Teaching English abroad is ultimately about diplomacy, says SF State Associate Professor of English Language and Literature David Olsher. “The State Department sponsors this program because it builds powerful connections and goodwill around the world,” he said. “[The State Department] recognized that our most experienced graduate students are ready to come in and help advise on curriculum design and train teachers.”
SF State TESOL graduates stand out for two reasons, says TESOL program coordinator Priya Abeywickrama. From day one they’re learning the nuts and bolts of teaching, such as creating lesson plans and articulating a teaching philosophy. Students in the program also gain practical experience in a variety of settings, such as teaching immigrant literacy or academic English, which makes them highly adaptable.
It also helps that SF State’s program was formed by a number of leading scholars. “If you look at the history of SF State’s program, it really traces the development of the field,” Olsher said. “Some of the most influential scholars have been on the faculty. H. Douglas Brown, a former faculty member, has written some of the most widely used textbooks in the field. They’re used internationally.”
Heidi Fridriksson, a 2011 SF State TESOL graduate, says her experience in and out of the classroom primed her for her 10-month stint in Phnom Penh, Cambodia. While abroad, she held workshops and professional development trainings for students who planned to teach English language education.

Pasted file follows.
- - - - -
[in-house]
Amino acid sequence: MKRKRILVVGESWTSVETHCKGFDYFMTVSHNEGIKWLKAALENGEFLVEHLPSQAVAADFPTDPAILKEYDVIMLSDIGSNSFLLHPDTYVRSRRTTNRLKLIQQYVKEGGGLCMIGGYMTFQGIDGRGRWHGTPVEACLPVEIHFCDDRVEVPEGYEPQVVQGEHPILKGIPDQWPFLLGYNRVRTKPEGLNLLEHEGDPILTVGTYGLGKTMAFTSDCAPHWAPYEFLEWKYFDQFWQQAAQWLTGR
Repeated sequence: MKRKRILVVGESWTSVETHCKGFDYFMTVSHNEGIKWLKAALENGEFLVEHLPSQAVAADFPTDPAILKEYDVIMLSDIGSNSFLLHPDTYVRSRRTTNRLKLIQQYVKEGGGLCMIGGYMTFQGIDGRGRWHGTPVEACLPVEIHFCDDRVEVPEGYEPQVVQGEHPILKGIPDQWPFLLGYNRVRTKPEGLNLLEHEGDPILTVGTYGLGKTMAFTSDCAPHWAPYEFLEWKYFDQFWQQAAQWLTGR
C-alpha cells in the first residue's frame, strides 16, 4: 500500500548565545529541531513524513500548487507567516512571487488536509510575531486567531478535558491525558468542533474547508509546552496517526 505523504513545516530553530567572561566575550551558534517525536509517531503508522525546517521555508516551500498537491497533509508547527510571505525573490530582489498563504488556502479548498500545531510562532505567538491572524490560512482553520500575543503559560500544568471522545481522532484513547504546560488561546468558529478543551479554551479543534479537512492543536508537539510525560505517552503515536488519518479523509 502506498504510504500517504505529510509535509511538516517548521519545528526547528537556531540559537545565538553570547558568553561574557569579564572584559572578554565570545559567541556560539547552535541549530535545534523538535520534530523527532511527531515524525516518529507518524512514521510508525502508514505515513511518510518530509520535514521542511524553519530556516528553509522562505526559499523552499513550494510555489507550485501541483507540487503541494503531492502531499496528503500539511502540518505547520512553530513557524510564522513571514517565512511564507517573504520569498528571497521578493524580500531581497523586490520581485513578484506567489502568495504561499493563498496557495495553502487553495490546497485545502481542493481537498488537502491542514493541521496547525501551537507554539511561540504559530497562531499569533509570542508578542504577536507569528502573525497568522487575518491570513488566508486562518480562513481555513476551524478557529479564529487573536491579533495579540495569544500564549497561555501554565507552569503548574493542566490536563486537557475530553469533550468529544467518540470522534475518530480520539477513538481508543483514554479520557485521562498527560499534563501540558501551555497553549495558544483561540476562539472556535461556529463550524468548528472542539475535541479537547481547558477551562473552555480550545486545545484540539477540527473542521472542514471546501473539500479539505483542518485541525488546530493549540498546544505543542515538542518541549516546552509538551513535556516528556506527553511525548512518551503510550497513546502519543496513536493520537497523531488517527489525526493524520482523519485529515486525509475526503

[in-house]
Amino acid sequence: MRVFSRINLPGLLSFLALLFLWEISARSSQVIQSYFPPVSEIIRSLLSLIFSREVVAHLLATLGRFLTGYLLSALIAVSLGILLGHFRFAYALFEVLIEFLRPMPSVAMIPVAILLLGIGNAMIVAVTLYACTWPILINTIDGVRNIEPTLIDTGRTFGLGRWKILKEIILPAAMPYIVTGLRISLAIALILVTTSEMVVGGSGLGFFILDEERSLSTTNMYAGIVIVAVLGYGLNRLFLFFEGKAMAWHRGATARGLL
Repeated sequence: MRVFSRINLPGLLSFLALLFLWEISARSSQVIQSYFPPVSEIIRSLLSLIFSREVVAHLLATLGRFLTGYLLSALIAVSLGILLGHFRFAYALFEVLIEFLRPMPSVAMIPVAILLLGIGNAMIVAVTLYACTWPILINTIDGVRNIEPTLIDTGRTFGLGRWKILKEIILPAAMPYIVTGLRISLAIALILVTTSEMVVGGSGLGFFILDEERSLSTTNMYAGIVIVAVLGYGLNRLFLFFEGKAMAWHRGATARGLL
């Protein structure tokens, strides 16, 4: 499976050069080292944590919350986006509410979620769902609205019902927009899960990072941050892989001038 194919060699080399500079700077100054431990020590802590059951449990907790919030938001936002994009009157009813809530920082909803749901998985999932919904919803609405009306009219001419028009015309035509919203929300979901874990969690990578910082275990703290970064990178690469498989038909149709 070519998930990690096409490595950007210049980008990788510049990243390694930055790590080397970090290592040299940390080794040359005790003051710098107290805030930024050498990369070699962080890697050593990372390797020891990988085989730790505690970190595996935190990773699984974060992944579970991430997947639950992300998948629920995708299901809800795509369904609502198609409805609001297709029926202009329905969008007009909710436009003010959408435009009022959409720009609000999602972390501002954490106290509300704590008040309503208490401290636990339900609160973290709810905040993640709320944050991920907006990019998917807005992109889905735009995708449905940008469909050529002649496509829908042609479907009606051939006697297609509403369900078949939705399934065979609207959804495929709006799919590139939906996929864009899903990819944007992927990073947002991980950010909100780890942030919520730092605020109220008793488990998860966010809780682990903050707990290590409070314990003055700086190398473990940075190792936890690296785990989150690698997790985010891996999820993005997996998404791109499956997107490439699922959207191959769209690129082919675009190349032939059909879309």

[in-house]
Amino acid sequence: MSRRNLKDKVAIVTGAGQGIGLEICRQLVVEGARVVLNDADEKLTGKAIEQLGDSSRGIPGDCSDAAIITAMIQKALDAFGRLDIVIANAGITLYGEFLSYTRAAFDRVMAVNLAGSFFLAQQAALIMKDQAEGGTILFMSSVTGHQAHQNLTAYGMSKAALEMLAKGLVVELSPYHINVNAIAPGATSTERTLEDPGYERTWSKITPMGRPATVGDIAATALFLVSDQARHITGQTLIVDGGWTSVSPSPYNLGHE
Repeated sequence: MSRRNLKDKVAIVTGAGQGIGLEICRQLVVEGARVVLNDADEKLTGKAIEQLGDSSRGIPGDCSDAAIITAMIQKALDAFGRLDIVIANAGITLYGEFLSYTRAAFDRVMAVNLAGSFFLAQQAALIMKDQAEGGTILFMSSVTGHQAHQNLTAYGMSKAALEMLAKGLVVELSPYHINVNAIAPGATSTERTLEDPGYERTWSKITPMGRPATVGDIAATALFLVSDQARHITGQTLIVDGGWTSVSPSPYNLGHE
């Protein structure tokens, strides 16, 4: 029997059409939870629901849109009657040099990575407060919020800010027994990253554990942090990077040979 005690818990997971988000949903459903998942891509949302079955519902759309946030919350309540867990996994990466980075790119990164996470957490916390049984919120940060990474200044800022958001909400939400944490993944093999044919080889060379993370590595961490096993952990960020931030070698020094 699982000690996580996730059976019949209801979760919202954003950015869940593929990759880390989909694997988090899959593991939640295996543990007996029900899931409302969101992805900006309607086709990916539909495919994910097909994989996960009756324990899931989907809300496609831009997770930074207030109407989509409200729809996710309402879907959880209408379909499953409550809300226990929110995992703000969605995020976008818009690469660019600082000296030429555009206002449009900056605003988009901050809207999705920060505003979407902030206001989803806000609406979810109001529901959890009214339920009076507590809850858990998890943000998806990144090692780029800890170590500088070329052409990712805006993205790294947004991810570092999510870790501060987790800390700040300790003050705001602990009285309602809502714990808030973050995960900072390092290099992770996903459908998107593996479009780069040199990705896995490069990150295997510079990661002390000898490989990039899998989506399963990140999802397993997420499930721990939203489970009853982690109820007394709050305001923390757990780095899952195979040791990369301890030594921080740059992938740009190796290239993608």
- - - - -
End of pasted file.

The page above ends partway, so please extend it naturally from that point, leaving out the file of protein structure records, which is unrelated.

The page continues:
Her confidence in her own professional skills solidified overseas, she says. “Being in another country where you don’t know anyone or speak the language and you’re thrown all these disparate requests for workshops — I grew confident in the resources I had as an ELF and as a TESOL graduate,” she added. “If they wanted a workshop on how to teach English pronunciation or how to create lesson plans, I could reach back to my training and provide that.”
Now an instructional designer for Academic Technology at SF State, Fridriksson helps faculty determine what type of technology will best meet their teaching goals and facilitates faculty development workshops. In her current position, she says she often draws on what she learned as an ELF.
“I’ll be asked how to engage large groups of students and keep their interest,” she said. In Cambodia, she was tasked with just that. She trained 80 language teachers who were all enthusiastic and often talked at the same time during group work. Also, they were in the same building as an elementary school, which got quite noisy during recess, she says.
“Finding strategies to make learning effective in that environment made me realize it’s possible to do that in any environment,” she said.